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Department of Housing and Urban Development News Briefs - October 2017
The U.S. Department of Housing and Urban Development (HUD) issued Aug. 11 a letter announcing the suspension of the ZIP code-based small-area fair market rent (FMR) designation for 23 of 24 metropolitan areas scheduled to begin using small-area FMRs in administration of the Housing Choice Voucher (HCV) program Oct. 1. The letter said the decision was based on interim findings of a HUD demonstration, public comments and requests from public housing agencies for more guidance and technical assistance. The letter also stated small-area designation will be delayed until at least Oct. 1, 2019. The Dallas-Plano-Irving, Texas, metro division, which has used small-area FMRs since 2011, is the only designation that remains in effect. Public housing agencies that wish to opt in to the small-area FMR formula can submit a written request to HUD’s Office of Public and Indian Housing. The letter is available at www.hudresourcecenter.com.
HUD announced Aug. 10 that Anna Maria Farías is the new assistant secretary for Fair Housing and Equal Opportunity. She will work to eliminate housing discrimination, promote economic opportunity and achieve diverse, inclusive communities. Before her appointment as assistant secretary, Farías served in senior roles at HUD including director for HUD’s Center for Faith-based and Community Initiatives, as well as deputy assistant secretary for grant programs in the Office of Community Planning and Development.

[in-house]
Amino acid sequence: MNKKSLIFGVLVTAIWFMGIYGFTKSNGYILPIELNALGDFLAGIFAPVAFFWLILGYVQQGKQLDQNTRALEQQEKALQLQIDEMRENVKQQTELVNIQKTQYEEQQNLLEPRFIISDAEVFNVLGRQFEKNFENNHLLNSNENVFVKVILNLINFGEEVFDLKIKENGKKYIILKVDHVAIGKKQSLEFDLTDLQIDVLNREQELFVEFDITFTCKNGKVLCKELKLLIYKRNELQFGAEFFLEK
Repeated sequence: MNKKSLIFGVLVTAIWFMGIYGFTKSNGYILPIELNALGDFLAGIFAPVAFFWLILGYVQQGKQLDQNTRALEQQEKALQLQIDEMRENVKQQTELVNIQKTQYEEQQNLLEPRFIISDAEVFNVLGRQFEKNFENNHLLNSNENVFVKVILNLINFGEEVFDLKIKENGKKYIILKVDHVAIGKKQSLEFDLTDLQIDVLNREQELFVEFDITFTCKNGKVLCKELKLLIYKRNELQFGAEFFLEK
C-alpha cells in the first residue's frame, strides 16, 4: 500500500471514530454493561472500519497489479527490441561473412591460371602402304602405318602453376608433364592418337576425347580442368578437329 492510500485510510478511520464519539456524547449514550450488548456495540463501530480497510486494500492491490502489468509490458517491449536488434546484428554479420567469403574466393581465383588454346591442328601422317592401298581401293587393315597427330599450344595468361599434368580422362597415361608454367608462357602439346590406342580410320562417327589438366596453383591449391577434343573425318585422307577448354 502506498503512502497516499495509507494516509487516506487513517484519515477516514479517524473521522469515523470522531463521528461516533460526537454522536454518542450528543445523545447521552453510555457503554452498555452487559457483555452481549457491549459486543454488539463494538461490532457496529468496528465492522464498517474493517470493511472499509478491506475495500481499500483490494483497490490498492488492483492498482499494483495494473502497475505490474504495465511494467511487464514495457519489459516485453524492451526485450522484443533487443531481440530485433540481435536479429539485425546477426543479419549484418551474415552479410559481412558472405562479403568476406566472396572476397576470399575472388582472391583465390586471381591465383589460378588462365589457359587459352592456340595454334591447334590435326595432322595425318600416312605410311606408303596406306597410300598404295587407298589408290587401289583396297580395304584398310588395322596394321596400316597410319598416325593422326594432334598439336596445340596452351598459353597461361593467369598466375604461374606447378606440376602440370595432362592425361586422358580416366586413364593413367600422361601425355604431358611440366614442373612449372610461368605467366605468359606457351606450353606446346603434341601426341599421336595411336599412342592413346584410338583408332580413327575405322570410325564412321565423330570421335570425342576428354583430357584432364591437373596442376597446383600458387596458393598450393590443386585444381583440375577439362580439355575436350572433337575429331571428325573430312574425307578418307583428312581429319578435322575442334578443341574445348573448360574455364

HUD released its, “Worst Case Housing Needs 2017 Report to Congress” Aug. 9. HUD reported that in 2015, 8.3 million very-low-income, unassisted families paid more than half their monthly income for rent, lived in severely substandard housing, or both. The report found that housing needs cut across all regions of the country and include all racial and ethnic groups, regardless of whether they live in cities, suburbs or rural areas, and that large numbers of worst-case needs were also found across various household types including families with children, senior citizens and persons with disabilities. HUD found that while incomes continued to rise between 2013 and 2015, rents increased nearly as fast. The prevalence of worst case needs during 2015 was 47 percent for Hispanic renters, 45 percent for non-Hispanic white renters, 37 percent for non-Hispanic black renters and 41 percent for others, and the South and West were home to most very low-income renters. In addition, for the first time, HUD reported estimates of worst-case housing needs for select metropolitan areas across the country. Worst-case housing needs are defined as renters with very low incomes (below half the median in their area) who do not receive government housing assistance and who either paid more than half their monthly incomes for rent, lived in severely substandard conditions, or both. The report is available at www.hudresourcecenter.com.
HUD awarded $5 million to 25 local agencies Aug. 28 to address increases in crime. Funding is provided through HUD’s Capital Fund Emergency Safety and Security program. These grants will support the local housing authorities as they address safety and security emergencies, including sudden increases in violent or property-related crimes within their public housing community. The grants may be used to install, repair or replace capital needs items including, but not limited to, security systems/surveillance cameras, fencing, lighting systems, emergency alarm systems, window bars, deadbolt locks and doors. The agencies are located in 15 states.